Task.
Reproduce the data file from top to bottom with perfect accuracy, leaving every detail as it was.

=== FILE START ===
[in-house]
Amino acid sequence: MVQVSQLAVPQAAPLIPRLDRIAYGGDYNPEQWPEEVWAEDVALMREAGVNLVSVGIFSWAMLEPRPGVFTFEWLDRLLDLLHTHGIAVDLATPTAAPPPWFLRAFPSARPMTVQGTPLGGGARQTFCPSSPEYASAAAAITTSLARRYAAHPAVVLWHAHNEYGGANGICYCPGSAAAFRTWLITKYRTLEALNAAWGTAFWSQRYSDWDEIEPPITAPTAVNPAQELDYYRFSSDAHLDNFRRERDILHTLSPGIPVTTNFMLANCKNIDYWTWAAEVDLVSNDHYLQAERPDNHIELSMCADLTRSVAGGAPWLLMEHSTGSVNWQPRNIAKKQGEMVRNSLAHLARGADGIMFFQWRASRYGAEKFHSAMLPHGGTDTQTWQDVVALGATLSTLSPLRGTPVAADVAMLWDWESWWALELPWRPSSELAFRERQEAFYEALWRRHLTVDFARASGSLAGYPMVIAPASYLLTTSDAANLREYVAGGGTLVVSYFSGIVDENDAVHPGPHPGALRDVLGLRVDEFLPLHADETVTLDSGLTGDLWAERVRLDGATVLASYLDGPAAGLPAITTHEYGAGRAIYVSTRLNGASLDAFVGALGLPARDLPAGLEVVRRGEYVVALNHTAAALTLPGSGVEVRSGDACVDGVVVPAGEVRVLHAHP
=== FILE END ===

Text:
[in-house]
Amino acid sequence: MVQVSQLAVPQAAPLIPRLDRIAYGGDYNPEQWPEEVWAEDVALMREAGVNLVSVGIFSWAMLEPRPGVFTFEWLDRLLDLLHTHGIAVDLATPTAAPPPWFLRAFPSARPMTVQGTPLGGGARQTFCPSSPEYASAAAAITTSLARRYAAHPAVVLWHAHNEYGGANGICYCPGSAAAFRTWLITKYRTLEALNAAWGTAFWSQRYSDWDEIEPPITAPTAVNPAQELDYYRFSSDAHLDNFRRERDILHTLSPGIPVTTNFMLANCKNIDYWTWAAEVDLVSNDHYLQAERPDNHIELSMCADLTRSVAGGAPWLLMEHSTGSVNWQPRNIAKKQGEMVRNSLAHLARGADGIMFFQWRASRYGAEKFHSAMLPHGGTDTQTWQDVVALGATLSTLSPLRGTPVAADVAMLWDWESWWALELPWRPSSELAFRERQEAFYEALWRRHLTVDFARASGSLAGYPMVIAPASYLLTTSDAANLREYVAGGGTLVVSYFSGIVDENDAVHPGPHPGALRDVLGLRVDEFLPLHADETVTLDSGLTGDLWAERVRLDGATVLASYLDGPAAGLPAITTHEYGAGRAIYVSTRLNGASLDAFVGALGLPARDLPAGLEVVRRGEYVVALNHTAAALTLPGSGVEVRSGDACVDGVVVPAGEVRVLHAHP